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Personal Video Recorders: A Threat to TV?

  |  April 11, 2001   |  Comments

Web TV is evolving, and it could change advertising as we know it. Most people don't know what a PVR can do to TV-viewing habits. Here's what can happen when the masses find out.

A few weeks ago, Eric Picard shared his take on interactive TV (iTV) and gave us some wise recommendations for making advertising work in this new medium. I'd like to take a step back and try to convince any remaining skeptics out there that the time has come for iTV.

"Interactive TV has been a year away for 10 years," someone recently told me. How true. It was nearly 10 years ago that Time Warner launched its ill-fated iTV trial, which wound up, according to all accounts I have read, a complete and utter flop.

I'm sure that there were many reasons that this trial was unsuccessful. But I think most would agree that two primary factors played a significant role:

  1. Nobody was online.

  2. There was no compelling functionality.

World Wide What?

Few people understood basic interactivity with a computer. Graphical operating systems had been around for six or seven years, but most people's experience with a computer ended at 5 p.m. when they went home from work. Their understanding of this functionality was limited to a finite set of applications that existed on their hard drives (or floppy drives, etc.). Most people didn't "go online" at that time. Most folks didn't know what email was, and even fewer knew anything about "Click here." There was no Web to explore.

Sure, early adopters had CompuServe, AOL, Prodigy, or even Apple's short-lived eWorld. But people were stuck inside the "walled garden" content of these service providers; the breadth of the World Wide Web hadn't hit yet. And "surfing" had not even come close to reaching critical mass.

Today, everyone's online. The global Net population is over 300 million, with 122 million U.S. users, or nearly 50 percent of Americans. Most of the American public is now familiar with basic interactivity via a computer screen. The jump to the TV screen is very small. America has spent the last five years obsessed with the Web and how it touches more and more pieces of our daily lives, forcing everything to evolve. And now more and more people are turning to the Web for entertainment, using this naturally interactive medium as a way to kill time.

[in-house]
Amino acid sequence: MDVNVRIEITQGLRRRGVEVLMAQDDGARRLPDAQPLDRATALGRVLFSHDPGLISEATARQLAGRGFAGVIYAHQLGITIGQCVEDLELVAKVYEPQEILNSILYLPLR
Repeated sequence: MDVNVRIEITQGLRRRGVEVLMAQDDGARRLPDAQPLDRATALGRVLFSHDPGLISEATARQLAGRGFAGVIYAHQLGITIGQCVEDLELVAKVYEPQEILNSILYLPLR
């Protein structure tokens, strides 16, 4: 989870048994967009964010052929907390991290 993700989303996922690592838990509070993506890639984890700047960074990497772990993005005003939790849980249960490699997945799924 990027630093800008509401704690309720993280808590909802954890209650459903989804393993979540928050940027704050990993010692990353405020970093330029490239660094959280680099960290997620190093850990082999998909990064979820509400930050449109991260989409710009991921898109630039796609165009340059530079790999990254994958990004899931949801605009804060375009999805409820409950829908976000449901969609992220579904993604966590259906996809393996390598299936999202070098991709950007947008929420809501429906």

Where's the Functionality?

iTV didn't really do anything back then. I think (and I stress "I think" here because I haven't been able to dig up definitive details on this) that the Time Warner trial was limited to video on demand (VOD). And I'd be willing to wager that the overall selection was pretty limited.

Nobody cared. People were in the habit of going out and renting videos for the weekend. It's what you did. Pay-Per-View movies were relatively new -- most folks probably thought that Pay-Per-View was exclusively for boxing matches and other high-profile events.

Killer App in the Making

The personal video recorder (PVR) is the killer app for iTV. I don't want to delve into what a PVR can do -- you can find that out by visiting TiVo.com. And there's still a question as to whether PVR functionality really is interactive TV. I'm stumbling around in that gray area myself but leaning toward No, it's not interactive TV. But I'm confident of this: If PVR is not iTV, it is the gateway through which we will get there.

The concept of a PVR is extremely difficult to market because you can't describe its functionality in a short message. You almost have to sit down and walk people through a demonstration in order to get the full impact across. I believe that this fact alone has been the biggest impediment to mass adoption of these devices. Naturally, there are other factors involved, not the least of which is a high sticker price of yet another set-top box.

But I believe that if TiVo could figure out how to tell its story in 30 seconds, its boxes would be in millions of homes right now. As a TiVo owner, I can usually convince people that they need one in about 15 minutes. Once you get one and realize what it's capable of, then you truly wonder how you've ever lived without it (or, at least, how you've watched TV without it).

So, we've got mass-market penetration of Internet access laying the groundwork for people wanting to interact via other devices. And we've got the killer app. Something so powerful, simple, and revolutionary -- finally -- that people will want to interact with their TVs, even if it is just like a VCR on steroids.

Sounds like a revolution brewing, if you ask me. And let's not forget that the majority of people with PVR boxes don't watch live TV. They allow the box to record particular programs and then watch them at their leisure. So PVRs kill prime time.

And a good portion of the users also fast-forward through commercials. I've seen numbers quoted as high as 88 percent -- 88 percent! So PVRs also kill traditional broadcast ad models.

TV is evolving. It's been a long time coming, but here it comes. Finally.


Jeremy Lockhorn

Jeremy Lockhorn leads the emerging media practice (EMP) at Razorfish. The team functions as a think-tank on new technologies and next-generation media, and operates as an extension of current client teams. EMP is focused on driving groundbreaking marketing solutions for clients. Jeremy is a filter, consultant, and catalyst for innovation - helping clients and internal teams to understand, evaluate, and roll out strategic pilot programs while reinventing marketing strategies to leverage the power of emerging media. Jeremy joined the agency in 1997 and is currently based in Seattle, WA. His Twitter handle is @newmediageek.

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